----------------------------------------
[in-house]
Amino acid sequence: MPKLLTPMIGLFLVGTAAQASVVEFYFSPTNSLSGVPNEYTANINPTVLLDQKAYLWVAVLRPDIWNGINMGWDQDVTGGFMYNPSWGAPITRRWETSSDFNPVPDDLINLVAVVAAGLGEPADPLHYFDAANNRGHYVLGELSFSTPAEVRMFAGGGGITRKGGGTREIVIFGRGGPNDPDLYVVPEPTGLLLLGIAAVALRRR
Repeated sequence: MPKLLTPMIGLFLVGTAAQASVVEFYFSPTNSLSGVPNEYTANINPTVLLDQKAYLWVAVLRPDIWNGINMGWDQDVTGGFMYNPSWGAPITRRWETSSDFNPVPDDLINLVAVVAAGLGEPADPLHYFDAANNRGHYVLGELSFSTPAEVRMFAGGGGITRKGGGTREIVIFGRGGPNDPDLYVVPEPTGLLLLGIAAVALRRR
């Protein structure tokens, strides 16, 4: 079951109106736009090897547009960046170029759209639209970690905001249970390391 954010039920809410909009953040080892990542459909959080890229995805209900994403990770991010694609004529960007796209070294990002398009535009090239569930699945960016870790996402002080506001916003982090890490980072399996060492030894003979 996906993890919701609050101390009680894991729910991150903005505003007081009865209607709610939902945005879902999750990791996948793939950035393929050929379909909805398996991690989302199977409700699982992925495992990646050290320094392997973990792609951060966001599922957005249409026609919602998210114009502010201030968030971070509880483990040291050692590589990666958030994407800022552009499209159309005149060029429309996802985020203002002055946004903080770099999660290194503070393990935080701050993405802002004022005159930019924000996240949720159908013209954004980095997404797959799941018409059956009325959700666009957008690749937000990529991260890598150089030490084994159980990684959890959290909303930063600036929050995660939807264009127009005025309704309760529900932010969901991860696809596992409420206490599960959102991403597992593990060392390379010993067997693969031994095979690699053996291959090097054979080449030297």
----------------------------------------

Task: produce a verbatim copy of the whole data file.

[in-house]
Amino acid sequence: MPKLLTPMIGLFLVGTAAQASVVEFYFSPTNSLSGVPNEYTANINPTVLLDQKAYLWVAVLRPDIWNGINMGWDQDVTGGFMYNPSWGAPITRRWETSSDFNPVPDDLINLVAVVAAGLGEPADPLHYFDAANNRGHYVLGELSFSTPAEVRMFAGGGGITRKGGGTREIVIFGRGGPNDPDLYVVPEPTGLLLLGIAAVALRRR
Repeated sequence: MPKLLTPMIGLFLVGTAAQASVVEFYFSPTNSLSGVPNEYTANINPTVLLDQKAYLWVAVLRPDIWNGINMGWDQDVTGGFMYNPSWGAPITRRWETSSDFNPVPDDLINLVAVVAAGLGEPADPLHYFDAANNRGHYVLGELSFSTPAEVRMFAGGGGITRKGGGTREIVIFGRGGPNDPDLYVVPEPTGLLLLGIAAVALRRR
């Protein structure tokens, strides 16, 4: 079951109106736009090897547009960046170029759209639209970690905001249970390391 954010039920809410909009953040080892990542459909959080890229995805209900994403990770991010694609004529960007796209070294990002398009535009090239569930699945960016870790996402002080506001916003982090890490980072399996060492030894003979 996906993890919701609050101390009680894991729910991150903005505003007081009865209607709610939902945005879902999750990791996948793939950035393929050929379909909805398996991690989302199977409700699982992925495992990646050290320094392997973990792609951060966001599922957005249409026609919602998210114009502010201030968030971070509880483990040291050692590589990666958030994407800022552009499209159309005149060029429309996802985020203002002055946004903080770099999660290194503070393990935080701050993405802002004022005159930019924000996240949720159908013209954004980095997404797959799941018409059956009325959700666009957008690749937000990529991260890598150089030490084994159980990684959890959290909303930063600036929050995660939807264009127009005025309704309760529900932010969901991860696809596992409420206490599960959102991403597992593990060392390379010993067997693969031994095979690699053996291959090097054979080449030297």